Are you really arguing that the internet would be _more_ accessible if search engines had to reach out to every site they wanted to crawl?

How many companies out there complain about being scraped by Google? How many companies benefit from search-driven traffic?


The alternative would have been opt-in instead of opt-out. Everything excluded by default, except what robots.txt allows you to index.

Naturally, Google didn't want that.


I would assume that any site that was implementing JS-level blocks also has the appropriate robots.txt file in place.


That's not true in the actual web, however.

The best example is a large number of unimportant sites that send 429 errors for /robots.txt if they think it's a scraper. A 4xx result for robots.txt is considered to mean no robots.txt for most crawlers. So the website is getting the reverse of what it thought it was getting.


Why privilege traffic based on its source (whether it's from a human or Selenium)? If some resources are expensive to serve, you can rate limit them.


Because some information is more valuable than the sum of its parts.


To the siblings wondering about reaching out to the sites and offering to pay for the data: I'm not parent poster, but where I work, we absolutely have reached out. We've even offered to build and maintain the systems/APIs/etc we'd need at our own expense in addition to paying for the data. None of the companies we've reached out to seem interested in providing easy access to their data.


I'm very curious to know how you are able to get precise and accurate enough identification information from public websites to be able to credibly run a "background check" on someone. I used to work in the criminal justice system, and had unlimited access to every single criminal case initiated in my state going back for almost 40 years. It's difficult enough for a trained person to do it by hand, let alone automating it. How do you provide any guarantee of accuracy?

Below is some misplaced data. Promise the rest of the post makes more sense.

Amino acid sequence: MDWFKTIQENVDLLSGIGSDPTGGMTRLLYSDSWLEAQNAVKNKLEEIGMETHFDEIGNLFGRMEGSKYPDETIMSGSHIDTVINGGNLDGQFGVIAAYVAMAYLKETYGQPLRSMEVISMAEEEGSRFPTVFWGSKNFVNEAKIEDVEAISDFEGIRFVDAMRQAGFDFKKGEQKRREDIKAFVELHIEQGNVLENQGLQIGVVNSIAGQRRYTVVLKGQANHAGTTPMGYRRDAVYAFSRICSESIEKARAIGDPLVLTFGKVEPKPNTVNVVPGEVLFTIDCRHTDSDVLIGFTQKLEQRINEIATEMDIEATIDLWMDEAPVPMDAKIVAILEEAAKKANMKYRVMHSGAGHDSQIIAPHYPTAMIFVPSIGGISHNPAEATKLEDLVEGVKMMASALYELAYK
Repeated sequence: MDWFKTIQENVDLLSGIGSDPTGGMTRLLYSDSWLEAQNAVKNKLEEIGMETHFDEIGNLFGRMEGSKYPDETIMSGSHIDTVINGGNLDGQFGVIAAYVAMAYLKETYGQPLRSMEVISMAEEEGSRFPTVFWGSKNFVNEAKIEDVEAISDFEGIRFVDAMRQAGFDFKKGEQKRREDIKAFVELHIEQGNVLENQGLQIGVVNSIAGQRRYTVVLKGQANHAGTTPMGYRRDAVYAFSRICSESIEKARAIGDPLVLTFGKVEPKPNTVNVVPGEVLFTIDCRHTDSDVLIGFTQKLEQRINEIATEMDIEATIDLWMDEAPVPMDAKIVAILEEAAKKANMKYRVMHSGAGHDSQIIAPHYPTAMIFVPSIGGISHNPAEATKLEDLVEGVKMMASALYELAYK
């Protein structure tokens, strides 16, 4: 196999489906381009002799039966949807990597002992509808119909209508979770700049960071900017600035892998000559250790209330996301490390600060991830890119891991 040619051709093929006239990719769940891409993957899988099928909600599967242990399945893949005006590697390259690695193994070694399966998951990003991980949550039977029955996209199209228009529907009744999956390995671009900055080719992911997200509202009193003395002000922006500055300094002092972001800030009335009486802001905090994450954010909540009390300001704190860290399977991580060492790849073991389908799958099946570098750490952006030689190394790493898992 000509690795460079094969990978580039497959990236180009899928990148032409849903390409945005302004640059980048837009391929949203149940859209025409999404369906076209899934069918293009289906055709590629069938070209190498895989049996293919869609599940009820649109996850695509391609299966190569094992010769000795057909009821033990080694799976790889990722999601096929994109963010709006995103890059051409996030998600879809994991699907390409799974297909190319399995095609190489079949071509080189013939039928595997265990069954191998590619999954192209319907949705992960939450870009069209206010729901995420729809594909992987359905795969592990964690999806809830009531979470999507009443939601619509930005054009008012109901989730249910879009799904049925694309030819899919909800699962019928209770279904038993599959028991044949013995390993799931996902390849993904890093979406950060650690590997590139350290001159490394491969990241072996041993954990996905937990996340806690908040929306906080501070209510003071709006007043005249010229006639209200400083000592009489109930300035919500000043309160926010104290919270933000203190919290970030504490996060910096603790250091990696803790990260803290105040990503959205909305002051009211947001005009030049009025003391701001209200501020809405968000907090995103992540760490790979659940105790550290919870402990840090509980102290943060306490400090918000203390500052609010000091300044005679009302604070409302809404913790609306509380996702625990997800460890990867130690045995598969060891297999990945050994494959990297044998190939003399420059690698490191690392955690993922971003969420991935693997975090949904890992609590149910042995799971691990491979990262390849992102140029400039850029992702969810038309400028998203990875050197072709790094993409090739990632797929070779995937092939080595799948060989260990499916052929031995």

My wife's SSN/credit history/online identities have in the past been mistakenly tied up with her sibling's. This has since been corrected with all the appropriate agencies and organizations.

However, from what I've noticed of search results over time, these background check (AND identity verification) sites crawl each other and create a kind of feedback loop, as I've been noticing that some of these pages will falsely report parts of her sibling's background among her own, and falsely flag her as having certain ugly events in her past that don't actually belong to her. This is concerning, as her career area cares a lot about employees having a clean background, and employers using these cheap automated options see cheap, inaccurate results. She has a squeaky clean background with a high credit score and impressive educational credentials, while her sibling has had run-ins with the law and bad debts. I'm concerned about how this will affect her future career prospects.

Beyond background checks, identity verification is a big concern as well. You may have noticed some services ask you to confirm certain facts about your past (street names of where you've lived, schools you attended, jobs and cars you've held). When pulling her credit bureau reports, some of these verifications required confirming facts about her sibling rather than her own in order to gain access.

Like I said, these issues have been fixed with all the "official" record-keeping organizations; however, since the fix, I've been noticing increasing issues with the original mistakes propagating to 3rd-party background-check organizations.